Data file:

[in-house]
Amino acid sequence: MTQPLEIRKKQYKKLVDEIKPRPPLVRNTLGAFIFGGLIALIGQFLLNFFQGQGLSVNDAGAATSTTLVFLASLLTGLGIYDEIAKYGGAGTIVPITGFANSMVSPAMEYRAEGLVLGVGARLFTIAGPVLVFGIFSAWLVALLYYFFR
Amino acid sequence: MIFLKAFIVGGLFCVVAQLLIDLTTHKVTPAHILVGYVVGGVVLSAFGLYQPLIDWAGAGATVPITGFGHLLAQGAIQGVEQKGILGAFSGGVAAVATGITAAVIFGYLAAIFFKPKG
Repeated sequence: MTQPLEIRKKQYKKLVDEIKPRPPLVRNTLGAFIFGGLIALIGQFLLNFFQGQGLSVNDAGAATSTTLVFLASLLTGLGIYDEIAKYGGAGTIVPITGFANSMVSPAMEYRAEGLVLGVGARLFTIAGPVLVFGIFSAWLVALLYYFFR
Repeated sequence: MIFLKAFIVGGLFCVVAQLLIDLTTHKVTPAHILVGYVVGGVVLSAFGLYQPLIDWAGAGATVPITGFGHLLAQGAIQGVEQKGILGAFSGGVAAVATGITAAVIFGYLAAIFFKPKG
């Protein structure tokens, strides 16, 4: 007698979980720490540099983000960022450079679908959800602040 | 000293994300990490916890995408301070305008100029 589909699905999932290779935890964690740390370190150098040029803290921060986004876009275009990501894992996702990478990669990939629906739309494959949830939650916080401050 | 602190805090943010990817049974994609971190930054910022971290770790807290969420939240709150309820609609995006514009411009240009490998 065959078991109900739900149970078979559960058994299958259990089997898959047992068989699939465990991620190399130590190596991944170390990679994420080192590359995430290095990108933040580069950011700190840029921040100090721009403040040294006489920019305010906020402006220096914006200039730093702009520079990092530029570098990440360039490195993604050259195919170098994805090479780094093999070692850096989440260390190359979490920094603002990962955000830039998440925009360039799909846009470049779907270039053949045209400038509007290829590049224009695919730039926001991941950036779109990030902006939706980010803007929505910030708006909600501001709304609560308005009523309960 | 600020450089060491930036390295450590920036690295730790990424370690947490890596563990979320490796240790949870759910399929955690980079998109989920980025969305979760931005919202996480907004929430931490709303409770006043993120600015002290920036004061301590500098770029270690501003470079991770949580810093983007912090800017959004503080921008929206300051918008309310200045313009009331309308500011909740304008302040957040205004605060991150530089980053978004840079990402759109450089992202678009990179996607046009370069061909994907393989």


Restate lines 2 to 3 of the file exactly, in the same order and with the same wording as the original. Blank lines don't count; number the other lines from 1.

Amino acid sequence: MTQPLEIRKKQYKKLVDEIKPRPPLVRNTLGAFIFGGLIALIGQFLLNFFQGQGLSVNDAGAATSTTLVFLASLLTGLGIYDEIAKYGGAGTIVPITGFANSMVSPAMEYRAEGLVLGVGARLFTIAGPVLVFGIFSAWLVALLYYFFR
Amino acid sequence: MIFLKAFIVGGLFCVVAQLLIDLTTHKVTPAHILVGYVVGGVVLSAFGLYQPLIDWAGAGATVPITGFGHLLAQGAIQGVEQKGILGAFSGGVAAVATGITAAVIFGYLAAIFFKPKG